Stockholders' Equity

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Stockholders’ Equity
Presentations for Chapter 12 by Glenn Owen
Key Points
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The three forms of financing and their relative importance to major
U.S. Corporations.
Distinctions between debt and equity.
Economic consequences associated with the methods used to
account for stockholders’ equity.
Rights associated with preferred and common stock and the
methods used to account for stock issuances.
Distinctions among the market value, book value, and par (stated)
value of a share of common stock.
Treasury stock.
Cash dividends and dividend strategies
followed by corporations.
Stock dividends and stock splits.
Liabilities as a Percentage
of Total Assets
Company (Industry)
General Electric (Manufacturing)
Chevron Oil (Oil drilling and refining)
Super Value (Grocery)
Tommy Hilfiger (Clothing)
Yahoo (Internet search engine)
Cisco (Internet systems)
SBC Communications (Telcom services)
Wendy’s (Restaurant services)
Bank of America (Banking services)
Merrill Lynch (Investment services)
Liabilities
/Total Assets
.88
.52
.73
.46
.16
.19
.69
.43
.93
.95
Contributed Capital as a Percentage
of Total Assets
Company (Industry)
General Electric (Manufacturing)
Chevron Oil (Oil drilling and refining)
Super Value (Grocery)
Tommy Hilfiger (Clothing)
Yahoo (Internet search engine)
Cisco (Internet systems)
SBC Communications (Telcom services)
Wendy’s (Restaurant services)
Bank of America (Banking services)
Merrill Lynch (Investment services)
Capital
/Total Assets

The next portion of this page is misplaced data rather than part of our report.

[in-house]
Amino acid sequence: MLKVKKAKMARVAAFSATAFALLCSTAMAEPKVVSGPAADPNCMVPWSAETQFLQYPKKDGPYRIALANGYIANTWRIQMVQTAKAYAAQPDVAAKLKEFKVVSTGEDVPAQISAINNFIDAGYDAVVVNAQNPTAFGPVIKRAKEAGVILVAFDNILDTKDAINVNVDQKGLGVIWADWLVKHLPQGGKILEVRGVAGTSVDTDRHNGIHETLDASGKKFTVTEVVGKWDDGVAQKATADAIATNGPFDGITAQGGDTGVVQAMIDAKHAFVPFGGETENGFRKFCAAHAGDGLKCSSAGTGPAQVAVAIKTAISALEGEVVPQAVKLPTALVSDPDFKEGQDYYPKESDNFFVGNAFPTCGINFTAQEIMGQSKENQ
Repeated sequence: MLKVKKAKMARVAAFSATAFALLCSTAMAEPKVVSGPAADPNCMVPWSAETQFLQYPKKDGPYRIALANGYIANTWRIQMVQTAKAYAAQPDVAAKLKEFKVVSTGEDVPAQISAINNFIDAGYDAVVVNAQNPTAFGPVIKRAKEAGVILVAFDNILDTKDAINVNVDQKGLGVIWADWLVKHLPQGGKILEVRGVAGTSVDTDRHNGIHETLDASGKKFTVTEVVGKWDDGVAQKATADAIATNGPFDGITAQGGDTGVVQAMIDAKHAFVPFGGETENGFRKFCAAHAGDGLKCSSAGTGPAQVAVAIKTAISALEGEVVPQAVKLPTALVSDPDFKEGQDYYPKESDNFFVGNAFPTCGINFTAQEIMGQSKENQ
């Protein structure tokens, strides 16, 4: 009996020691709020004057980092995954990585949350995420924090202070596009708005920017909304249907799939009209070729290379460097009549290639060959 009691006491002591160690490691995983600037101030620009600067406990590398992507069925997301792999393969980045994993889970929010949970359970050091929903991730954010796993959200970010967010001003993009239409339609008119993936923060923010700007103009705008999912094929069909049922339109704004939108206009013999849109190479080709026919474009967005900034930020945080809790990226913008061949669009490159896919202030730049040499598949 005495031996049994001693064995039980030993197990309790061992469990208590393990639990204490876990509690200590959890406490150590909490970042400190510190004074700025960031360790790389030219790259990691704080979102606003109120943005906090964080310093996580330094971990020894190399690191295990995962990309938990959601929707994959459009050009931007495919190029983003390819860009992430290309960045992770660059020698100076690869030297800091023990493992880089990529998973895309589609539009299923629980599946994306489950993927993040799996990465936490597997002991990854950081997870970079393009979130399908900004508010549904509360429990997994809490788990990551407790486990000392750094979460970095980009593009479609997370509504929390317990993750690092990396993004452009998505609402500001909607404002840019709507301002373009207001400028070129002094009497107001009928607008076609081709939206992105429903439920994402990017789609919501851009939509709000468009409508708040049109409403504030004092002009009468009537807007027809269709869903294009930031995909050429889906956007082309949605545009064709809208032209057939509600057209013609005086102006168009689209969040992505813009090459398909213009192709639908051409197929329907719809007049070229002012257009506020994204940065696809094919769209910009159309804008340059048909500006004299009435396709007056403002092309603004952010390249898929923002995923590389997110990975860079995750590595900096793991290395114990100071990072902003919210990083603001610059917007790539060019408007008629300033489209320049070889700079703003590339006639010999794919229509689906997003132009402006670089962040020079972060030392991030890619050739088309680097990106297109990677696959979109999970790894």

-.02
-.03
-.05
.25
.82
.55
.12
.04
.01
.01
Retained Earnings as a Percentage
of Total Assets
Company (Industry)
General Electric (Manufacturing)
Chevron Oil (Oil drilling and refining)
Super Value (Grocery)
Tommy Hilfiger (Clothing)
Yahoo (Internet search engine)
Cisco (Internet systems)
SBC Communications (Telcom services)
Wendy’s (Restaurant services)
Bank of America (Banking services)
Merrill Lynch (Investment services)
Retained Earnings
/Total Assets
.14
.51
.28
.29
.02
.25
.19
.62
.06
.04
Debt vs. Equity
Debt
Formal legal contract
Fixed maturity date
Fixed periodic payments
Security in case of default
No voice in management
Interest expense
Equity
No legal contract
No fixed maturity date
Discretionary dividends
Residual asset interest
Vote - board of directors
Dividends reduce RE
Distinctions Between
Debt and Equity
Interested Party
Debt
Equity
Investors /
Creditors
Lower investment risk Higher investment risk
Fixed cash receipts
Variable cash receipts
Management
Contractual future
cash payments
Dividends are
discretionary
Effects on credit
rating
Interest is tax
deductible
Effects of dilution/
takeover
Dividends are not
tax deductible
Liabilities section
of the balance sheet
Income statement
effects from debt
Stockholders’ equity
of the balance sheet
No income statement
effects from equity
Accountants/
Auditors
Accounting for
Stockholders’ Equity
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Preferred stock
Common stock
Treasury stock
Stock options
Dividends
Preferred Stock
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Authorized, issued, and outstanding preferred
shares
Preferred dividend payments
Cumulative preferred stock
Participating preferred stock
Debt or equity?
Common Stock
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Market value
 Book value
 Par value
 Accounting for issuances
Treasury Stock
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Why companies purchase treasury stock
Purchasing treasury stock
Reissuing treasury stock for more than acquisition
cost
Reissuing treasury stock for less than acquisition
cost
The magnitude of the treasury
stock account
Stock Options
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Stock options as a means of compensation
 Methods used to account for stock options
 Are stock options compensation expense?
Dividends
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Dividend strategy
Accounting for cash dividends
Stock splits
Stock dividends
Retained earnings appropriations